Launching in April 2020, Wayflyer funded $600,000 in the first month. In March of 2021 alone, the firm did about $36 million in advances.
“So, it’s been a pretty aggressive kind of growth,” Corbett said.
In a joint webinar between Choose New Jersey, FinTech Ireland, the New Jersey City University School of Business, and others, NJ Governor Phil Murphy kicked off the event by saying that his state’s object is nothing short of being the state of innovation, where new ventures can take shape, companies can expand, and people can raise a family.
Murphy’s participation in Irish fintech collaboration was steeped in his commitment to international relations and business.
“The fintech business in particular is a big part of our economy,” Murphy said. “We’ve got proximity to New York City’s financial markets and as a result we’ve become sort of the perfect home for fintech companies. We have 145 fintech companies headquartered in New Jersey.”
The island of Ireland, by comparison, is home to nearly 250 indigenous fintech companies, according to the latest Fintech Ireland map. Recently, Irish fintech companies ranked the United States and Canada as their #1 priority region for expansion.
New Jersey is hoping to benefit from transatlantic opportunities this might present.
“There’s no better place in America than to plant your flag here in New Jersey,” Murphy said. “To those who are considering [it], it’ll be the best decision you ever make.”
The Governor also revealed that his family is descended from Donoughmore, County Cork and that he hopes to make a state trip to the republic soon.
Americans asked to name an Irish fintech company often say Stripe, the company founded by two Ireland-born brothers that is dual headquartered in San Francisco and Dublin. Recently valued at $95 billion, its financial backers include Sequoia Capital and the Irish government via the National Treasury Management Agency.
Stripe’s Irish roots may not be a one-off. Though the Republic’s entire population (4.9M) is less than that of New York City (8.7M), it is home to nearly 250 indigenous fintech companies, dozens of which offer lending and payment products, according to the latest Fintech Ireland map. And many have expansion plans in the works.
Despite the close proximity to the UK, the United States and Canada tied for the #1 priority region that homegrown Irish fintech companies said they want to expand to, according to Fintech Ireland’s industry survey. The UK came in 2nd. The majority of Irish fintech companies actually said they prioritized expansion plans for the US and Canada even over expansion in their home country.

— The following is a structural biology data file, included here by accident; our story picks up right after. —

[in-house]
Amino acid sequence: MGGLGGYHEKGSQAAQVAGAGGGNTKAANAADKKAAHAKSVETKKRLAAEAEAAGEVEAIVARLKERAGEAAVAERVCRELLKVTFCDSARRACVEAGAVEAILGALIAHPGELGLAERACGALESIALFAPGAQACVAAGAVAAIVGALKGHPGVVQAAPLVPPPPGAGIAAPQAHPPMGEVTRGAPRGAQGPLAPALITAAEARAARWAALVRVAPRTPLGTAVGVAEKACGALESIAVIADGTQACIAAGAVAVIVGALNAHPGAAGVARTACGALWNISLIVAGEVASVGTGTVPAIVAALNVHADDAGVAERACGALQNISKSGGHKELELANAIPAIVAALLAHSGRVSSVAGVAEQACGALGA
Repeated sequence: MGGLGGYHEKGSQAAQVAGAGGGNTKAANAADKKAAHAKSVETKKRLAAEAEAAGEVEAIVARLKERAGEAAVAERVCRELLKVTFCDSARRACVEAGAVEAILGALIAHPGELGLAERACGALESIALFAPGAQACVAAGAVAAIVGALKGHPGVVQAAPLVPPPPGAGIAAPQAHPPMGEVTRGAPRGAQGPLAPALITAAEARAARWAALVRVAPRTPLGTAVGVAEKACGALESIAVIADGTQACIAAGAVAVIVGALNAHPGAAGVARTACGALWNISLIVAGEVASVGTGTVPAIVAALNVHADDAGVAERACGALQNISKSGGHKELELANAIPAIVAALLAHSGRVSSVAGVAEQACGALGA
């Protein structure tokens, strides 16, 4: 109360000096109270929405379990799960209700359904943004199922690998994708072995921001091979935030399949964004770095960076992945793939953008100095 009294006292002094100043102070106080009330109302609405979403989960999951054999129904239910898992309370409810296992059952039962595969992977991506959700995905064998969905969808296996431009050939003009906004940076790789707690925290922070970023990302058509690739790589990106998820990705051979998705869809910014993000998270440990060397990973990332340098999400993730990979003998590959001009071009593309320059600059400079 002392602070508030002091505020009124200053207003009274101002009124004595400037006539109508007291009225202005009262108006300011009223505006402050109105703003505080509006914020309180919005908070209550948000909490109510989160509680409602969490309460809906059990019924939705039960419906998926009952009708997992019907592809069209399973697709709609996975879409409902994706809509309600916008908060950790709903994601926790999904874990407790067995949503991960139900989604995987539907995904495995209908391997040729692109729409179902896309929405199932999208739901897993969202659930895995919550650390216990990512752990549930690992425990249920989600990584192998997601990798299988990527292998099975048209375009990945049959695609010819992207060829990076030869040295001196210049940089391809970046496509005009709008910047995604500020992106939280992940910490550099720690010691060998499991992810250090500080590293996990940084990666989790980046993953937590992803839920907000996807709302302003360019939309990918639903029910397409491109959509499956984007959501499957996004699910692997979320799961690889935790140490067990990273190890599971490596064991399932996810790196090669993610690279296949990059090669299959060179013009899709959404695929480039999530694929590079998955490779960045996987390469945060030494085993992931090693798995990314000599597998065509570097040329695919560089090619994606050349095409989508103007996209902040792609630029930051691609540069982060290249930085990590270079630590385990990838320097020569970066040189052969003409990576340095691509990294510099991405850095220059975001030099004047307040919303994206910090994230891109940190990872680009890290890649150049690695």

A flight from New York to Dublin can be shorter than a flight from New York to San Francisco and Ireland’s primary language is English. 7,000 people work in fintech in Ireland, the bulk of which are based in Dublin.
deBanked evaluated the market in-person during the Fall of 2019 and determined that there are many cultural and operational similarities to the US. A follow-up piece in May 2020 captured how the industry there was faring through the Covid pandemic.
As the effects of the coronavirus continue to slow down the American economy, around the world, many countries remain in lockdown, with their businesses having been halted. Be it to the north, south, east, or west, of the United States, the results are the same: money has stopped flowing. As such, we took the opportunity to follow up with some of the businesses that featured in our coverage of alternative finance in Ireland last Fall, hoping to see what differed and what was the same in their responses to the pandemic.
Despite differing in size and range of variety when compared to their North American counterparts, the Irish alternative finance and fintech industries have largely felt the same impacts from covid-19. Certain funders have stopped operations, others have become very cautious, and just like here, some businesses have turned to the government for help.
LEO, or Local Enterprise Offices, is an advisory network for small and medium-sized businesses, which provide guidance as well as offer capital. The Irish government has pointed to these as the point of contact for small businesses owners, with LEO providing microfinance loans of up €50,000. This figure being upped from the pre-coronavirus maximum of €25,000.
Rupert Hogan, the Managing Director of brokering company BusinessLoans.ie, explained that some businesses would be better going with LEO over banks and even some non-banks. Noting that non-bank lenders can’t compete with the rates offered by LEO and, just like in the US, banks can’t act with the speed that these business owners need.
Hogan, who describes the current situation as “The Great Lockdown,” said that banks “aren’t too helpful, even in the good times,” due to the high rejection rates that SMEs experience when looking for loans. In regards to merchant cash advances, he’s expecting, when the MCA companies reopen, that they’ll be funding at reduced rates, some doing as much as 50% less than their pre-coronavirus amounts.
Jaime Heaslip, Head of Brand Marketing at the MCA company Flender, explained that before the virus, the company was experiencing a period of productivity, with lending activity and amounts deposited being up from previous years. And despite the virus disrupting commerce, the former international rugby player noted that business owners are still coming to Flender for funds.